Methadone FAQ

How do I know if methadone is right for me?

Methadone is a safe option for the treatment of opioid addiction. This prescription medication is frequently used in medication assisted treatment programs, and receive U.S Food and Drug Administration (FDA) approval after research proved that it is highly effective in helping individuals recover from addictions to substances like heroin, prescription painkillers, and morphine. When included into a patient’s comprehensive treatment plan, methadone can stop disruptive drug cravings, as well as lessen the intensity of withdrawal symptoms that often develop once an opioid is no longer being abused.

If you or someone you care for is in need of medication assisted treatment that uses methadone to help treat an opioid addiction, speak with your provider to help decide if this medication is the most appropriate for you or your loved one. There are various types of medication options within a medication assisted treatment program, so be sure to talk with your provider to weigh out the costs and benefits of starting a methadone regimen.

Can I become addicted to methadone?

Yes. Methadone is a controlled substance, which means that there is potential for it to be abused. However, when you are taking methadone within a medication assisted treatment program, licensed professionals can watch each individual’s use of methadone to ensure that it is not being misused. In addition, medication assisted treatment programs make patients come to the center daily to obtain their dose of methadone, which dramatically decreases the chance of abuse.

Will methadone show up on a drug screening?

If an individual is made to take a drug test while taking methadone, he or she will not test positive for the drug, as it takes a specialized test to detect it. However, if an individual is using other opioids or substances, his or her test will come back positive.

How long will I need to be on methadone?

The period of time that an individual takes methadone will depend solely on his or her treatment needs. Some individuals only take methadone for a little while, while others use it for long-term purposes.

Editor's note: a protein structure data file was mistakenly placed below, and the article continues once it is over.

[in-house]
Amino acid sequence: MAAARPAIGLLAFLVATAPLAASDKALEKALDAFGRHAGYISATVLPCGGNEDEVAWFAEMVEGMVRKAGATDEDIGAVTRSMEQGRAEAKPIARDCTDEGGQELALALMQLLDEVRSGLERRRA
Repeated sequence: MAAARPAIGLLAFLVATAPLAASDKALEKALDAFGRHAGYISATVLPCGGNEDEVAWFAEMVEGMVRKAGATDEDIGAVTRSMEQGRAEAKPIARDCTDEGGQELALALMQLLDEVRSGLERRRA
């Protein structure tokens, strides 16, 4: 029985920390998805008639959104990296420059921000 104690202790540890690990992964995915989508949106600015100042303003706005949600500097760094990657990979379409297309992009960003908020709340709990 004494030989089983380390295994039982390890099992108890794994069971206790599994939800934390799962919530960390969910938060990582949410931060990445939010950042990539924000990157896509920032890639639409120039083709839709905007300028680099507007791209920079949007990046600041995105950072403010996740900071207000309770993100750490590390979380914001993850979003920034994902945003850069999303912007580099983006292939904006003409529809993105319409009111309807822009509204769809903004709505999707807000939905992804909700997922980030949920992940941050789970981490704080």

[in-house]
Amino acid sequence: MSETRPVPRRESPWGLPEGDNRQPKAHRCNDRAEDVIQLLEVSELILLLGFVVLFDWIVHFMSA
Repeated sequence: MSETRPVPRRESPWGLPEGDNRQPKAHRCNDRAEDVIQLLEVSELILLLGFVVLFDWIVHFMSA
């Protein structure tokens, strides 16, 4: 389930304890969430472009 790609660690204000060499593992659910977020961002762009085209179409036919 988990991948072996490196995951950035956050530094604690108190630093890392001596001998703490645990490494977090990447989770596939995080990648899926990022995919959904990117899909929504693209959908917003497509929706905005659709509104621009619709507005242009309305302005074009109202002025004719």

If you or someone you love is looking into medication assisted treatment that uses methadone, it is important to speak to a provider about the length of time that you or your loved one might remain on methadone.

Does methadone interact with other drugs or medications?

Inform your provider if you are taking any medications for physical or psychological reasons. Methadone has potential to create negative interactions when combined with other medication, therefore it is imperative that you remain open and honest with your provider about all the medications you are taking. In doing so, you can preserve the safety and effectiveness of all of your medications, including methadone. Please keep in mind that using opioids, other drugs, or alcohol is not recommended while taking methadone.

What if I no longer wish to take methadone? Can I stop or switch to a different medication?

Some individuals take methadone for longer periods of time than others, however, that does not mean that you will need to stay on methadone for your entire life. Each patient can go through withdrawal symptoms if methadone is suddenly stopped. A provider within a medication assisted treatment program can work with a patient to administer the appropriate dosages to help him or her properly taper off of methadone. In addition, if a patient chooses to begin a new medication within the program, his or her treatment providers can talk about this possibility.

What is the cost for methadone treatment?

The treatment provided at Temecula Valley Comprehensive Treatment Center is deeply personalized to meet the needs of each and every patient who obtains our services. As a result, the price of care can vary based on the medication that is received, the services that are rendered, and the form of payment.

If you or someone you love is looking into learn more about the cost of care at Temecula Valley Comprehensive Treatment Center, please contact one of our caring intake specialists today.

get confidential help now: (951) 824-7033 Email Us